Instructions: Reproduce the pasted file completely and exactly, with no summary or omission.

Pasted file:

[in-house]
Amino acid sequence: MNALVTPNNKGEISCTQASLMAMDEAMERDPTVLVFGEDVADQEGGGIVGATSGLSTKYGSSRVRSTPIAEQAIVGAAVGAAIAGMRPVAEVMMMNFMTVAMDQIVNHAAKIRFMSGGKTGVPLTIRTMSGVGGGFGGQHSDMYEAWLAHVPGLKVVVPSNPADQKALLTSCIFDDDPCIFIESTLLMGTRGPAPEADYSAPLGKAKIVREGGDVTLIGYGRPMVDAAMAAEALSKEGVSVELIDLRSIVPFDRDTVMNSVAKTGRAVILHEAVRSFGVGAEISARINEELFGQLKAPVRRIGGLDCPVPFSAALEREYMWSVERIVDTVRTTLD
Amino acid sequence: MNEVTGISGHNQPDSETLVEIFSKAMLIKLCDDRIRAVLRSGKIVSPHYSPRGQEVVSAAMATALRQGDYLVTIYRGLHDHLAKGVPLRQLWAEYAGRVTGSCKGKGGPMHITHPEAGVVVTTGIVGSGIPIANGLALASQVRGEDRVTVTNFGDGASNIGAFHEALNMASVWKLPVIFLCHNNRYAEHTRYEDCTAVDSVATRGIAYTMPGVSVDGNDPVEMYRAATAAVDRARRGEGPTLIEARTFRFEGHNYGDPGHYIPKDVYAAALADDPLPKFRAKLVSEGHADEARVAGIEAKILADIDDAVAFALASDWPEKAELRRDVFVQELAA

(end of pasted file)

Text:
[in-house]
Amino acid sequence: MNALVTPNNKGEISCTQASLMAMDEAMERDPTVLVFGEDVADQEGGGIVGATSGLSTKYGSSRVRSTPIAEQAIVGAAVGAAIAGMRPVAEVMMMNFMTVAMDQIVNHAAKIRFMSGGKTGVPLTIRTMSGVGGGFGGQHSDMYEAWLAHVPGLKVVVPSNPADQKALLTSCIFDDDPCIFIESTLLMGTRGPAPEADYSAPLGKAKIVREGGDVTLIGYGRPMVDAAMAAEALSKEGVSVELIDLRSIVPFDRDTVMNSVAKTGRAVILHEAVRSFGVGAEISARINEELFGQLKAPVRRIGGLDCPVPFSAALEREYMWSVERIVDTVRTTLD
Amino acid sequence: MNEVTGISGHNQPDSETLVEIFSKAMLIKLCDDRIRAVLRSGKIVSPHYSPRGQEVVSAAMATALRQGDYLVTIYRGLHDHLAKGVPLRQLWAEYAGRVTGSCKGKGGPMHITHPEAGVVVTTGIVGSGIPIANGLALASQVRGEDRVTVTNFGDGASNIGAFHEALNMASVWKLPVIFLCHNNRYAEHTRYEDCTAVDSVATRGIAYTMPGVSVDGNDPVEMYRAATAAVDRARRGEGPTLIEARTFRFEGHNYGDPGHYIPKDVYAAALADDPLPKFRAKLVSEGHADEARVAGIEAKILADIDDAVAFALASDWPEKAELRRDVFVQELAA